The University of Cyprus’ Economics Research Centre has predicted that real GDP growth will slow from 3.9 per cent in 2018 to 3.4 per cent in 2019, a rate which will also remain in 2020.
In its Economic Outlook, published on Friday, the Economics Research Centre notes that the growth momentum of the Cypriot economy is expected to moderate in 2019 and 2020.
“Real GDP growth is projected to slow from 3.9 per cent in 2018 to 3.4 per cent in 2019 and to remain at 3.4 per cent in 2020,” it says.
The outlook, it continues, is forecast to remain favourable due to domestic and external factors, such as robust activity and employment growth in Cyprus in the previous quarters, higher-than-expected growth in the euro area and the UK in the first quarter of 2019, supportive external financial conditions, low inflation, strong fiscal performance in Cyprus, and further progress in the domestic banking sector.
Recent developments in business and consumer survey data reflect lower expectations of activity growth in the euro area and the UK, as well as the absence of broad-based confidence gains in Cyprus, weakening the growth momentum in the following quarters, it points out.
According to the Economics Research Centre downside risks to the projections may stem from slower progress with private sector deleveraging and slower progress with the reduction of NPLs.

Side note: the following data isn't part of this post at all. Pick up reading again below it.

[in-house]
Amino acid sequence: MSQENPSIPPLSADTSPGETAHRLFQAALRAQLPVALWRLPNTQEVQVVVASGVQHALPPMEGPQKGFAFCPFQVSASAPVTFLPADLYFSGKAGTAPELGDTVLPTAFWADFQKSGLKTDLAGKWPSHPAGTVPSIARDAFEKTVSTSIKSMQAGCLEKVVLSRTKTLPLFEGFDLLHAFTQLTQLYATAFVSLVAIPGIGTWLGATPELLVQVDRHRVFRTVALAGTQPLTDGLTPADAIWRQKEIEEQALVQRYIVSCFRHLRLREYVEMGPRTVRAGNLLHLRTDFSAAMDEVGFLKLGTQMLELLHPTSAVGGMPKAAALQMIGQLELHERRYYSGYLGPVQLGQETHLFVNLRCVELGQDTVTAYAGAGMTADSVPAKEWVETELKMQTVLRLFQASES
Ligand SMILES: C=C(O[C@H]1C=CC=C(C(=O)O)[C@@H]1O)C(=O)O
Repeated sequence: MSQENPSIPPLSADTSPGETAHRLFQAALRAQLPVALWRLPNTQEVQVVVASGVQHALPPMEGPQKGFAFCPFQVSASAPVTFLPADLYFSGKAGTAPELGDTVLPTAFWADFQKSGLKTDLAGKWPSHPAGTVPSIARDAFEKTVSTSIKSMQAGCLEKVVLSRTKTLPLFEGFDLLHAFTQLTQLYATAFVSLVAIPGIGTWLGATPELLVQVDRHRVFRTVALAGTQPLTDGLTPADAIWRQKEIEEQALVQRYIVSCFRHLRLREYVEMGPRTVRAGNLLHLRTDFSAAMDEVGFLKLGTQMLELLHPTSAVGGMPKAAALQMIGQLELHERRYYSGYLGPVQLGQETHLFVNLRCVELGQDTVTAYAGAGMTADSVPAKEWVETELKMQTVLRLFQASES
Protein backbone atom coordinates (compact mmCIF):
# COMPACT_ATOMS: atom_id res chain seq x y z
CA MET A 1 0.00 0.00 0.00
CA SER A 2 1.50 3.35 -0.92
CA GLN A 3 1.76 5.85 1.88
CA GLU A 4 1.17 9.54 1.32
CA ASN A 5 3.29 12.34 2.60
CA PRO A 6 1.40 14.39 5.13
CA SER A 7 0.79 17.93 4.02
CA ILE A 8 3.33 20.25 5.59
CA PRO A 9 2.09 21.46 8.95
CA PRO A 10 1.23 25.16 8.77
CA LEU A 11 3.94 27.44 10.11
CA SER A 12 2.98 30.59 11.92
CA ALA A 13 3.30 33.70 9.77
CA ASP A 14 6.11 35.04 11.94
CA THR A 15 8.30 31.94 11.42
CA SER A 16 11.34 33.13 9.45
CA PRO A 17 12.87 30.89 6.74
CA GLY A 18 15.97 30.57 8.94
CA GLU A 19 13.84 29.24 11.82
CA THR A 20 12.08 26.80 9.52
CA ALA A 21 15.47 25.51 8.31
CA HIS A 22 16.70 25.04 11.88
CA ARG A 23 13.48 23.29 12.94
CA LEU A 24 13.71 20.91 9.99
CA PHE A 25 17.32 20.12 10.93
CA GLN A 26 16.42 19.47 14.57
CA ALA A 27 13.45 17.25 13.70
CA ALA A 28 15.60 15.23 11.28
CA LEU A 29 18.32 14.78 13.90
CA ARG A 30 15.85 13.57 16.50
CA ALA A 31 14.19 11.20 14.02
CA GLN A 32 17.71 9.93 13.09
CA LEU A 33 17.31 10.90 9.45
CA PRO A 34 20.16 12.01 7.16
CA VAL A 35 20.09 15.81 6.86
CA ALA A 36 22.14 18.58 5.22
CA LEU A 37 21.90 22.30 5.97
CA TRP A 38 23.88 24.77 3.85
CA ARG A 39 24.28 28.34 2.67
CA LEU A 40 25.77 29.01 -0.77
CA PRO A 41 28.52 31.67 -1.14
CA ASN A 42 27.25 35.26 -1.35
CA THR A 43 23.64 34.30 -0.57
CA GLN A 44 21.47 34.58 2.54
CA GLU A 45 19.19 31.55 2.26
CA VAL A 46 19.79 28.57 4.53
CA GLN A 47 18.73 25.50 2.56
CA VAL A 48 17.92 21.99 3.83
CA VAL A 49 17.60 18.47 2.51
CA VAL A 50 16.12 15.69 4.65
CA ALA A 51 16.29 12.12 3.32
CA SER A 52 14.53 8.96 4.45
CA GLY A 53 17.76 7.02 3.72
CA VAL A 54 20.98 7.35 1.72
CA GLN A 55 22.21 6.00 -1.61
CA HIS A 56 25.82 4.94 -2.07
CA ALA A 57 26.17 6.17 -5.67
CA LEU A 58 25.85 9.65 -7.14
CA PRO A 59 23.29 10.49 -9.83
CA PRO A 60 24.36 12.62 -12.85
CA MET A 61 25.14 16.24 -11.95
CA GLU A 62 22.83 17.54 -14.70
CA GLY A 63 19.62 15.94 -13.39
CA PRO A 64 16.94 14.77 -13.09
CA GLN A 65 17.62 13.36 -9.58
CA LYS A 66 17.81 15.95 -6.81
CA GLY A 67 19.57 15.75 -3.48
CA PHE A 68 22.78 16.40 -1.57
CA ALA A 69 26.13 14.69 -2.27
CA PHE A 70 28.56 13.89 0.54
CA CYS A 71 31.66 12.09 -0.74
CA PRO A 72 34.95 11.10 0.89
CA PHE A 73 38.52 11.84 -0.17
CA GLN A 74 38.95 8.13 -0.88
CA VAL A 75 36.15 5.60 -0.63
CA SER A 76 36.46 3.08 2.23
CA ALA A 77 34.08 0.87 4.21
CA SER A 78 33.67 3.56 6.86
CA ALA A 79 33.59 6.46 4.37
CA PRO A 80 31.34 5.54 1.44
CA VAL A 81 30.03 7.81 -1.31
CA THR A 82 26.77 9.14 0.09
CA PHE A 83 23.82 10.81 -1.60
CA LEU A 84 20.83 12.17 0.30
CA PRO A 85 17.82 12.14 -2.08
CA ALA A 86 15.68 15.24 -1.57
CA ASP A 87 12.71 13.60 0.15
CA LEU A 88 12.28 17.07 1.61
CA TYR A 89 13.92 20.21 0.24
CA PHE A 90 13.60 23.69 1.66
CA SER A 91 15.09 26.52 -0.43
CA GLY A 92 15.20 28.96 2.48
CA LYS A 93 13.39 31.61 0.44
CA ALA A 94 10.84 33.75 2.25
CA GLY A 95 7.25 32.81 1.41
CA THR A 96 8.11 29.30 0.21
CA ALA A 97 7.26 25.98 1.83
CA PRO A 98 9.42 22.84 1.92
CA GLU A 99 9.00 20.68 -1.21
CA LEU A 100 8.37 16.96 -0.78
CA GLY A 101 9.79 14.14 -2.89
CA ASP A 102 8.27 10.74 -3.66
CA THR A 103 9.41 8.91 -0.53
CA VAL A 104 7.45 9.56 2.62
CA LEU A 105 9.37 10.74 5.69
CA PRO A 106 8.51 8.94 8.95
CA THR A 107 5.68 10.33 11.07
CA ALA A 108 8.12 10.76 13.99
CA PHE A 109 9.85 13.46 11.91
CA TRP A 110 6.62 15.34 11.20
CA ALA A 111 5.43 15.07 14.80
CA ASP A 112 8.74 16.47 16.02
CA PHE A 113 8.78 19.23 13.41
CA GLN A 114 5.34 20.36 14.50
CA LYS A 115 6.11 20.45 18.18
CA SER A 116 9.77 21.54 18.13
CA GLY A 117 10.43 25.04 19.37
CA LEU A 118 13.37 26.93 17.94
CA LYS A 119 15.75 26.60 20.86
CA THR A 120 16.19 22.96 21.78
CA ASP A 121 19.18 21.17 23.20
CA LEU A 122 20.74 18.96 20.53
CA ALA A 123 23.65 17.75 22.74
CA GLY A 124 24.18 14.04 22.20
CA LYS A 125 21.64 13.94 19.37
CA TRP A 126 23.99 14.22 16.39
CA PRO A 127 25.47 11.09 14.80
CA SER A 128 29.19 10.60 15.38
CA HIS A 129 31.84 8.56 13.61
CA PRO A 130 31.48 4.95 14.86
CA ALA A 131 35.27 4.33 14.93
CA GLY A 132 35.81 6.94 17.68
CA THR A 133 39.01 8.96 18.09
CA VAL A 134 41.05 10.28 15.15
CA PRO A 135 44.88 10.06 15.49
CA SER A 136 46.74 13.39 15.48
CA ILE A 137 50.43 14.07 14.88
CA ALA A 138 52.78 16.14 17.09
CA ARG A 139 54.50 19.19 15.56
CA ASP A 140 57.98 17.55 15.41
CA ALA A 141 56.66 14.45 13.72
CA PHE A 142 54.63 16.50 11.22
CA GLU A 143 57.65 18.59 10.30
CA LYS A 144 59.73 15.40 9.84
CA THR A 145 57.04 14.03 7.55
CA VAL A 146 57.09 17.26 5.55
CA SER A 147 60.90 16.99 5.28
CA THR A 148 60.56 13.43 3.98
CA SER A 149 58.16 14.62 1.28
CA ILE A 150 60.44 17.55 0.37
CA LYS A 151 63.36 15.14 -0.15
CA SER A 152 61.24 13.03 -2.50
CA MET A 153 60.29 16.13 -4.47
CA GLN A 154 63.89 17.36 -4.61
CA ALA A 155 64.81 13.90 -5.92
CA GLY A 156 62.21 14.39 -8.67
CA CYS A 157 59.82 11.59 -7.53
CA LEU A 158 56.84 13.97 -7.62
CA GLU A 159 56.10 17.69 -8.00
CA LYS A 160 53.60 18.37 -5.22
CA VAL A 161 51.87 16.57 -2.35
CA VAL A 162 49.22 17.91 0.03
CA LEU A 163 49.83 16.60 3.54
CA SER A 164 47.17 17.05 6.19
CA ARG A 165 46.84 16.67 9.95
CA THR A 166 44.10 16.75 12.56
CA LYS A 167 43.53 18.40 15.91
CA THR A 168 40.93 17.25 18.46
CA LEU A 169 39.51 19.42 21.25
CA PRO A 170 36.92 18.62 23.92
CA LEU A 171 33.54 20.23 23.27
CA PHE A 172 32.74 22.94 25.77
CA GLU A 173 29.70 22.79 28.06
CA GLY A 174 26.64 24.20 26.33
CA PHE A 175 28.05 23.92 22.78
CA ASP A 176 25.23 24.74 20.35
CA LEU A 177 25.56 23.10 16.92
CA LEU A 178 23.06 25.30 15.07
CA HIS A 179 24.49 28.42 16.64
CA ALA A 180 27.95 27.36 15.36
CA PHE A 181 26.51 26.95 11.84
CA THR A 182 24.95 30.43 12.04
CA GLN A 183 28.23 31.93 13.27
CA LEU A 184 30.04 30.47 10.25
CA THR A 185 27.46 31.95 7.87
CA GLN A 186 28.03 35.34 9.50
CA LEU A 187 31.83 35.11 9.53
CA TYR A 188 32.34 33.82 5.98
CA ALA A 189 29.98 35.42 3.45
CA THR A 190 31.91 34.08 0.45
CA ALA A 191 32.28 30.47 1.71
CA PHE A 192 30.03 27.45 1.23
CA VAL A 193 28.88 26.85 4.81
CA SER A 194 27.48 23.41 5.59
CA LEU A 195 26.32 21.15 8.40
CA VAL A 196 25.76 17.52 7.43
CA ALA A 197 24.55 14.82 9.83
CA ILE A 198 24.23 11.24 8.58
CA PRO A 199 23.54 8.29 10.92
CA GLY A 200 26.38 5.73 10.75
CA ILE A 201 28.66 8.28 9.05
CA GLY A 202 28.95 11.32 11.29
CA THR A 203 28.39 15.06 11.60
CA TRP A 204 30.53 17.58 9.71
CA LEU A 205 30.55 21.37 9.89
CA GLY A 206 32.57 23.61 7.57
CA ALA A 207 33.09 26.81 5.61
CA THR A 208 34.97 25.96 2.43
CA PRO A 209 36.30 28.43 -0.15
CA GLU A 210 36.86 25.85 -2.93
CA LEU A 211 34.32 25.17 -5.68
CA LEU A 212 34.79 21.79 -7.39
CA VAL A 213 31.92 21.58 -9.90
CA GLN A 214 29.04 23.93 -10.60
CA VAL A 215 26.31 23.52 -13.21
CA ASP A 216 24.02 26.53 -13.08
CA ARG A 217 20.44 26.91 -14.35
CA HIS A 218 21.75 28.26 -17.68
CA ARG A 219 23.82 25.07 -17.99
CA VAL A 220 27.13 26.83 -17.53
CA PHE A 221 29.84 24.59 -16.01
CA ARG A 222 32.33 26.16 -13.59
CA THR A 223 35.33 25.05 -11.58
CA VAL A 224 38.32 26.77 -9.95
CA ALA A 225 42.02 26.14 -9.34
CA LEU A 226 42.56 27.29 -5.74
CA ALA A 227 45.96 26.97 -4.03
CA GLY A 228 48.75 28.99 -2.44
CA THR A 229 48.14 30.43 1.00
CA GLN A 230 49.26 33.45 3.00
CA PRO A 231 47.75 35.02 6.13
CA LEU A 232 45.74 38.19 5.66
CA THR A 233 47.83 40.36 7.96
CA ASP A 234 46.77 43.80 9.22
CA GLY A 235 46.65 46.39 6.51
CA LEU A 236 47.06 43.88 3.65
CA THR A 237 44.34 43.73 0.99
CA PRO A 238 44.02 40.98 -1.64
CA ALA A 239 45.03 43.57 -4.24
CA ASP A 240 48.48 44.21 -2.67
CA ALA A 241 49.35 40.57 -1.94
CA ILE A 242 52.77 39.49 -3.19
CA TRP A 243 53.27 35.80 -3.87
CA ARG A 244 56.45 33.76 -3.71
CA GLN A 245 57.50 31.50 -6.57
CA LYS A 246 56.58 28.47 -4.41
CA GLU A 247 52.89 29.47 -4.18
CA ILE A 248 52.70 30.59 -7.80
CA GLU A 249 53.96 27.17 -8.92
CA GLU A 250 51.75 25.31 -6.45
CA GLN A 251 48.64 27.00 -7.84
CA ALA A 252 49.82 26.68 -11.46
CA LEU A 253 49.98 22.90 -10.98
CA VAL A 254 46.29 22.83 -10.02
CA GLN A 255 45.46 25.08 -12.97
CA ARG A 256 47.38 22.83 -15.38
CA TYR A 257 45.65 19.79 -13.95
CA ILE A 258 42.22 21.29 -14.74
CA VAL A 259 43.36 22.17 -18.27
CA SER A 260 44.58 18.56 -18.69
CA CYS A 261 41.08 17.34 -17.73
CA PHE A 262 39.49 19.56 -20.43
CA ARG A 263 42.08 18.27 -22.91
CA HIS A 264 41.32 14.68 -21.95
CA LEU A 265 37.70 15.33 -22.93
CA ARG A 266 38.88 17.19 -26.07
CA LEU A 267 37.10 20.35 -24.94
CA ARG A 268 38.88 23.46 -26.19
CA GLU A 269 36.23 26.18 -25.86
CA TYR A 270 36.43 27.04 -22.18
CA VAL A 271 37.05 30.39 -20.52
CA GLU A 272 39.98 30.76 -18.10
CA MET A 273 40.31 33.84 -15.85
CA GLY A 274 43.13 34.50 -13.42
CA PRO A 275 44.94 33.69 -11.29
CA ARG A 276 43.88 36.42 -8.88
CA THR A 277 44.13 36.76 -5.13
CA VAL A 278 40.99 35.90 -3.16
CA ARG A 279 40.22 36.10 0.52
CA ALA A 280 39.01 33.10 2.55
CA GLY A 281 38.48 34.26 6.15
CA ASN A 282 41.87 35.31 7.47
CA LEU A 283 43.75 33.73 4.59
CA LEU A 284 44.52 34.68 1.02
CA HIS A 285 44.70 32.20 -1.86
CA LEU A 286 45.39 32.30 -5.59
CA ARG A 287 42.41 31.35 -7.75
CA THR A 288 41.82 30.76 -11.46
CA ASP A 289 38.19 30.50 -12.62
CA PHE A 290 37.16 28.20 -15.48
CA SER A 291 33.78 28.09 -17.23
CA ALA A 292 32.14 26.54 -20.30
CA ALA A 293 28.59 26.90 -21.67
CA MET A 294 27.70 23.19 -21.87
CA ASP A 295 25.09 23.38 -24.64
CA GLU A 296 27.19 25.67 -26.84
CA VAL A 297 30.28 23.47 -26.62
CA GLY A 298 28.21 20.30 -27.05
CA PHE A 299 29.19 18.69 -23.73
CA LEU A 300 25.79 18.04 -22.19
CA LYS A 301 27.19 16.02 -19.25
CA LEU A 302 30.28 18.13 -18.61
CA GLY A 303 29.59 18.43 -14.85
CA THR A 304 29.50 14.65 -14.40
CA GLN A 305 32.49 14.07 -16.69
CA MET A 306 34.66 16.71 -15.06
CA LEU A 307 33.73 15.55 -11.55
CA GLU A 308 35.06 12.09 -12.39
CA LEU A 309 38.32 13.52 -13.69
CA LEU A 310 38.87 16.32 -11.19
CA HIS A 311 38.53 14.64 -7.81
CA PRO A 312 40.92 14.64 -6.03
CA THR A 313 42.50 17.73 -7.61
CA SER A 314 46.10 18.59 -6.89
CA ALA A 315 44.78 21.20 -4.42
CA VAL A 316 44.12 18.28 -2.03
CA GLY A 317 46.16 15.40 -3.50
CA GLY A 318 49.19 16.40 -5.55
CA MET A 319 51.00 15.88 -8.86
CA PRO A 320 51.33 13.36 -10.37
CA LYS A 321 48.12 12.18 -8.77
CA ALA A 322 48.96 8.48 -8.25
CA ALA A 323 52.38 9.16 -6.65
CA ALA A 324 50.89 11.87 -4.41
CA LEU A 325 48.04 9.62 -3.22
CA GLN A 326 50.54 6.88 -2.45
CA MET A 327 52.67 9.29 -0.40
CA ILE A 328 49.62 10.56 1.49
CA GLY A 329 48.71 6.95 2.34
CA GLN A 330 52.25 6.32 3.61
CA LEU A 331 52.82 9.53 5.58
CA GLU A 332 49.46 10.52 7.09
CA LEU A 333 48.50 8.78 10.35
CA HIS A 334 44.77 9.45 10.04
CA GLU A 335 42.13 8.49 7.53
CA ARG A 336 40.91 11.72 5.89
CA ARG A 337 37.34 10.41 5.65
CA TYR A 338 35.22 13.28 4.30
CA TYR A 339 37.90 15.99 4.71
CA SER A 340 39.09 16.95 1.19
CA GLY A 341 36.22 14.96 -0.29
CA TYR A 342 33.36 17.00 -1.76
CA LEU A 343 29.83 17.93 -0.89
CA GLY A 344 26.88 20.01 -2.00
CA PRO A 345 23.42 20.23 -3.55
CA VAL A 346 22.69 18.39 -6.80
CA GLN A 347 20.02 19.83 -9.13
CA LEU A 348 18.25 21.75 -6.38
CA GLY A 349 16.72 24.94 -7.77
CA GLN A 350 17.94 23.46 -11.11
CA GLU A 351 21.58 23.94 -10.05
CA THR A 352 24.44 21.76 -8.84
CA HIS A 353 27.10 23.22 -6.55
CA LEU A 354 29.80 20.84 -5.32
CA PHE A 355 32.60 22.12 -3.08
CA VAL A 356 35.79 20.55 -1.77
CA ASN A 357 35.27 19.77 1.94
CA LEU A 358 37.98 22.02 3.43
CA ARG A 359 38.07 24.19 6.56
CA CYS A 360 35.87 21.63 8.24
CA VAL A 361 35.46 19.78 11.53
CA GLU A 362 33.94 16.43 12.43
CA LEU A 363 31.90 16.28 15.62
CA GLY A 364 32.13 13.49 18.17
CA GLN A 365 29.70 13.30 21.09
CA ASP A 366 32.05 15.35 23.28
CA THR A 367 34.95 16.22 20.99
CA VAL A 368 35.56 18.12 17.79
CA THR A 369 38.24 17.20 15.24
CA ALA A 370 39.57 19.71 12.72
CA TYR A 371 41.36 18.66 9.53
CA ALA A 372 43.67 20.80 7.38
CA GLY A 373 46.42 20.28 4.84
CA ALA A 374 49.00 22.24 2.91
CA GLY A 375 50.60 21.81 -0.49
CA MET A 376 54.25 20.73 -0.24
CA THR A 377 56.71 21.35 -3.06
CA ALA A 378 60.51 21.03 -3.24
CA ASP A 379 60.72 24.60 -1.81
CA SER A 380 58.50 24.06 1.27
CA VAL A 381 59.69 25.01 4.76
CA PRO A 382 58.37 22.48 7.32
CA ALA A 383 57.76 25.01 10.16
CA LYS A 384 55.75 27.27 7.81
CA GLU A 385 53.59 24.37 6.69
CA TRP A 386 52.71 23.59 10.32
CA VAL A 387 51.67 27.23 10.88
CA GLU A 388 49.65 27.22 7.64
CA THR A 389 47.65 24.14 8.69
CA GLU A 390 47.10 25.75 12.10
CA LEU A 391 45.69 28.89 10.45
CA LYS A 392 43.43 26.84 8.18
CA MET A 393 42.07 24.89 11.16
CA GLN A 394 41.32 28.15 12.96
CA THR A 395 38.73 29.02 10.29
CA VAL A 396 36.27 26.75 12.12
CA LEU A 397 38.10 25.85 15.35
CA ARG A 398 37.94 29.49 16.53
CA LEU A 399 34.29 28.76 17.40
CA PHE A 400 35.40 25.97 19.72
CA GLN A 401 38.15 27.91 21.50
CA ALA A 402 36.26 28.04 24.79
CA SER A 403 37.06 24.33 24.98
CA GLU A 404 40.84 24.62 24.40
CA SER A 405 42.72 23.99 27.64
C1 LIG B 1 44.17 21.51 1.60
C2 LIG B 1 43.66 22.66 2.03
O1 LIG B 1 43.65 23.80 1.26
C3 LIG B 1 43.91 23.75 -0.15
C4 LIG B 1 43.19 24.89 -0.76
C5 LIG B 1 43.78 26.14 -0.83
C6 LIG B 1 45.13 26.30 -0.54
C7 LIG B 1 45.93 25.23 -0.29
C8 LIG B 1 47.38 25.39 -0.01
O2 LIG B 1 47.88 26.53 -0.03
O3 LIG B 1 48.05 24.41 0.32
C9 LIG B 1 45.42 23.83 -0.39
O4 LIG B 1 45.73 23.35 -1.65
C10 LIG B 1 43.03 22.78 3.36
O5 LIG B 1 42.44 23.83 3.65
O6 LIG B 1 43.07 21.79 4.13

“The newly proposed changes to the law on foreclosures are expected to cause delays in the foreclosure procedures and limit the effectiveness of the legal tools,” it notes.
Such amendments, it adds, may intensify downside risks to the outlook by renewing instability in the banking system, undermining Cyprus’ credibility, denting investor and depositor confidence, and weakening repayment discipline.
It continues pointing out that the high level of public debt together with the strong link between bank and sovereign risk, poses risks to the outlook, especially if amendments to the law on foreclosures similar to those recently proposed are enacted.
Also, upward pressures on public expenditure such as from the public sector wage bill and/ or the newly introduced General Health System “may weaken the outlook.”
Downside risks could arise from higher uncertainty surrounding the UK’s exit from the EU, weaker-than-expected growth in the UK and the euro area, and geopolitical tensions in the Eastern Mediterranean, it says.
On the other hand, upside risks to the outlook are associated with a higher degree of materialisation of investment plans such as investments relating to tourism, property developments or shipping than that reflected in the predictions.